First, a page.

It should be compulsary to own a custom pair of boots, heels or sandals at one point of your life. The feeling of wearing a shoe that is exactly fitted to your foot is unlike anything else – as is the awe you'll encounter from your friends when you tell them where you got your prized shoes.
Bespoke shoes in Melbourne
Brendan Dwyer epitomises the independent shoemaker. He’s been holed up the artistic warren that is the Nicholas Building for years, crafting shoes for actors, circus performers and anyone else who respects that shoemaking is an art as well as a craft (that’s a no to rocking up with a fist full of fifties and a bad attitude). Book a consultation and try to come with some clear ideas and an open mind.
Working out of a Brunswick East studio, Claire Best wraps the hooves of both ladies and gentlemen in contemporary leather footwear including lace-up brogues, Cuban boots and sandles. If you like what you see on her site, you can cross your fingers you’ll find something in your size at LUPA in Fitzroy or Northcote, otherwise, book a consultation and she’ll custom design you something to fit.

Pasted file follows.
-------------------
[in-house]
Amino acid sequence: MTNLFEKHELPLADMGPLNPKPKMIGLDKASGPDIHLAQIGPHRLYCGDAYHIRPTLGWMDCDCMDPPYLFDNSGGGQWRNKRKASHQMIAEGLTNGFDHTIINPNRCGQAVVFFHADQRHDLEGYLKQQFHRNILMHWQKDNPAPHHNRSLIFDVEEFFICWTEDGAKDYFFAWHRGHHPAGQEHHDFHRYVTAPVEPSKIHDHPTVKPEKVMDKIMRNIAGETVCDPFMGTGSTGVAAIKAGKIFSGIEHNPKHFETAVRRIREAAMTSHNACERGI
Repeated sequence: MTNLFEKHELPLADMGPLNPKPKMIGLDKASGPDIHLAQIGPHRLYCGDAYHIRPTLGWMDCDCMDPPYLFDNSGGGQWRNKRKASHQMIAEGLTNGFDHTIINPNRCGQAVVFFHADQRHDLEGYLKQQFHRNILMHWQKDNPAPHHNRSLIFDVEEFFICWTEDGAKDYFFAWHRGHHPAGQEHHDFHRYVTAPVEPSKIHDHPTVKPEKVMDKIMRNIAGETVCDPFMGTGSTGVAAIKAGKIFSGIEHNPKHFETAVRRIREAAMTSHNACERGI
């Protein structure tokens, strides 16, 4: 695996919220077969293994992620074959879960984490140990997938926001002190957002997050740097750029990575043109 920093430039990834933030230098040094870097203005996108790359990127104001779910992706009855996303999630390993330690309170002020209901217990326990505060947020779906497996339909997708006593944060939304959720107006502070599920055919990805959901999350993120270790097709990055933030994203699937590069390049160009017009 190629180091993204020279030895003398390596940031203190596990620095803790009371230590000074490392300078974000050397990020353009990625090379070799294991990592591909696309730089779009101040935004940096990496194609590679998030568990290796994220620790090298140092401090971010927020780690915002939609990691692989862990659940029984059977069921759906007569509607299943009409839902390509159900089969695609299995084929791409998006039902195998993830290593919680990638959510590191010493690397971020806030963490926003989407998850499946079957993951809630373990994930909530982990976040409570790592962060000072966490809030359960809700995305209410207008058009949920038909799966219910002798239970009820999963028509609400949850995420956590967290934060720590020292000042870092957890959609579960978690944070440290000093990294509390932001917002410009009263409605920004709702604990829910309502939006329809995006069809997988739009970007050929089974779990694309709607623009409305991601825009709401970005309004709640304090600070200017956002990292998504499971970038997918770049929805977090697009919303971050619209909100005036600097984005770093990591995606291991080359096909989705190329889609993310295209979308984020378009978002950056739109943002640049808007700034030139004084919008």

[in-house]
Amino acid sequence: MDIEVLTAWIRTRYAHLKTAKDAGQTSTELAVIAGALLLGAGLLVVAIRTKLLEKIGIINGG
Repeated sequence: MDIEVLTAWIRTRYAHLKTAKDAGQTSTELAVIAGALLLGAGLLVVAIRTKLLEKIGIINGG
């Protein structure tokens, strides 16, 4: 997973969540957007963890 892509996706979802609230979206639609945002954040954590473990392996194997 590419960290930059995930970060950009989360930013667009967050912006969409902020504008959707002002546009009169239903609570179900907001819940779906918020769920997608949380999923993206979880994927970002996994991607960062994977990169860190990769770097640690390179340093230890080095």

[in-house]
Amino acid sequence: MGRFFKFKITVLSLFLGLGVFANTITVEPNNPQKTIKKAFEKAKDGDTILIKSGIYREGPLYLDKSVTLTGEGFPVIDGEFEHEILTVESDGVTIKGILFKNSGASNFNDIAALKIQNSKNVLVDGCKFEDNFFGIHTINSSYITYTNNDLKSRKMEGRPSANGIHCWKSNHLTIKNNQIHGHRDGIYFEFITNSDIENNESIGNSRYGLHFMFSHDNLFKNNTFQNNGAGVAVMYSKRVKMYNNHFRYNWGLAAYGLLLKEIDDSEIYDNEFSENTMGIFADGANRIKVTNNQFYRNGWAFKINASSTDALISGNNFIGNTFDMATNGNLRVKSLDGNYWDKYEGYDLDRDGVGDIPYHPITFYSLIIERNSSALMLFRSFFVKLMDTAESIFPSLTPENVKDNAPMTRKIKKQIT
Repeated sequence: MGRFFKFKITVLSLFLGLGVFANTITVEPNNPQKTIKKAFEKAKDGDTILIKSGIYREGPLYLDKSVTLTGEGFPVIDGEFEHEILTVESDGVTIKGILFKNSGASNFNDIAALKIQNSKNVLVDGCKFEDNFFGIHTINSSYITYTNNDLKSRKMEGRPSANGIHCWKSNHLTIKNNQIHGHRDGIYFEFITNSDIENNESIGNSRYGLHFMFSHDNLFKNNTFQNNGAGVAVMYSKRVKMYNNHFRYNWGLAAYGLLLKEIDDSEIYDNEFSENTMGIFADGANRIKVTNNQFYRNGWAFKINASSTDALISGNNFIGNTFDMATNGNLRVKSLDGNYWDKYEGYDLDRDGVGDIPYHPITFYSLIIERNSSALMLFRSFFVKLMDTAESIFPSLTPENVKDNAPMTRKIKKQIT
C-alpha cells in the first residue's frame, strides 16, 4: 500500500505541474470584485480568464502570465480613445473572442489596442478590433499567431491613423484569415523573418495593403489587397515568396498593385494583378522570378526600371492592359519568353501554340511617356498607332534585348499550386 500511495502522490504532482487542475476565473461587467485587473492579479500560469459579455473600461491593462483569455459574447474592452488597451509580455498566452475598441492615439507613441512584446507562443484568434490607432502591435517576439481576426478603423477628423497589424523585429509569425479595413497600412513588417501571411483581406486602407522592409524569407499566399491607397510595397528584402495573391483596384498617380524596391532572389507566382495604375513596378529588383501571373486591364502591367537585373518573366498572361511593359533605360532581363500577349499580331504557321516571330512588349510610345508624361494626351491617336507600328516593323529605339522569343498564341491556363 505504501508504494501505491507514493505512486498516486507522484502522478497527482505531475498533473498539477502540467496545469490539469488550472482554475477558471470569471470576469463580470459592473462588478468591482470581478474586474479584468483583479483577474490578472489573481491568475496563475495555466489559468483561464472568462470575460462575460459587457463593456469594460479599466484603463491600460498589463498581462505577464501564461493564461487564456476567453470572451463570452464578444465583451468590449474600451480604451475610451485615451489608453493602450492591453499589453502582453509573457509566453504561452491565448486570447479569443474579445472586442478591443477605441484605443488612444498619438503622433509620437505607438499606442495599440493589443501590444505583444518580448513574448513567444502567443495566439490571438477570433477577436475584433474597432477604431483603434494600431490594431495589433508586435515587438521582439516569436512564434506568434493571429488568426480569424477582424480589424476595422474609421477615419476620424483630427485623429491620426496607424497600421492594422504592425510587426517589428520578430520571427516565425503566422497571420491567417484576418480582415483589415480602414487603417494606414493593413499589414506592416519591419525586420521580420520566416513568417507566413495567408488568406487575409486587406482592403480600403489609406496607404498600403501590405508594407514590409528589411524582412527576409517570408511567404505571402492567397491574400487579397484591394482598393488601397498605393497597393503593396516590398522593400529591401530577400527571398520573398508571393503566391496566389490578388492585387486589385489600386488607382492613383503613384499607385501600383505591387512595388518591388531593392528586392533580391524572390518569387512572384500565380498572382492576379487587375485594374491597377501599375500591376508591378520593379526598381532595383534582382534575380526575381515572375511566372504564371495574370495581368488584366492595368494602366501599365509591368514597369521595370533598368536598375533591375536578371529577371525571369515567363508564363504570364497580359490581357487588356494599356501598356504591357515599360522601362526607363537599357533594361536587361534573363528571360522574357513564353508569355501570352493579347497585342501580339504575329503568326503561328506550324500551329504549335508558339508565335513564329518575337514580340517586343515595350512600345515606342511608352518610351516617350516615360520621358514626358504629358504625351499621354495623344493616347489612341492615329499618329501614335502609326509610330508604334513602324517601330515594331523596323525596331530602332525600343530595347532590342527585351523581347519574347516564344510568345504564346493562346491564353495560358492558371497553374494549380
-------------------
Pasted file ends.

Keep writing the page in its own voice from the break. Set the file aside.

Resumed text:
Captains of Industry, Melbourne’s temple of man-style where you can get a cutthroat shave and a coffee while being fitted in finery, houses the workshop of expert cordwainers James Roberts and Theo Hassett. Their shoes are top of the line. The leathers are premium, including roo and emu, and the techniques used are from the painstaking hand-made-welts-and-stitches school of old. Shoes start at $1200, but you’ll be able to leave them in your will.
Ladies, when Ebay, ASOS and Google have all let you down in your search for six-inch leopard print pumps with red heels, online store Shoes of Prey delivers. Using digital templates, you pick everything from style and heel height to fabrics (they’ve got sparkles and animal prints for days) and whatever frilly trims you want. It takes about four weeks and shipping is free. They also have a concept store at David Jones (level 4) if you want to get a feel for the goods.
The wave of cheap foreign shoes that engulfed Australia in the '80s gave the shoemaking craft a good kicking, but some persevered. One survivor was Custom Fit, which specialised in orthopedic and sports shoes. In the past few years, it’s thrived as Jess Cameron-Wootten – whose father was a shoemaker – joined and reintroduced high fashion shoes into the mix. Renamed Wootten, the Prahran shop makes custom shoes by appointment including (restrain yourself, hipsters) handmade cycling shoes.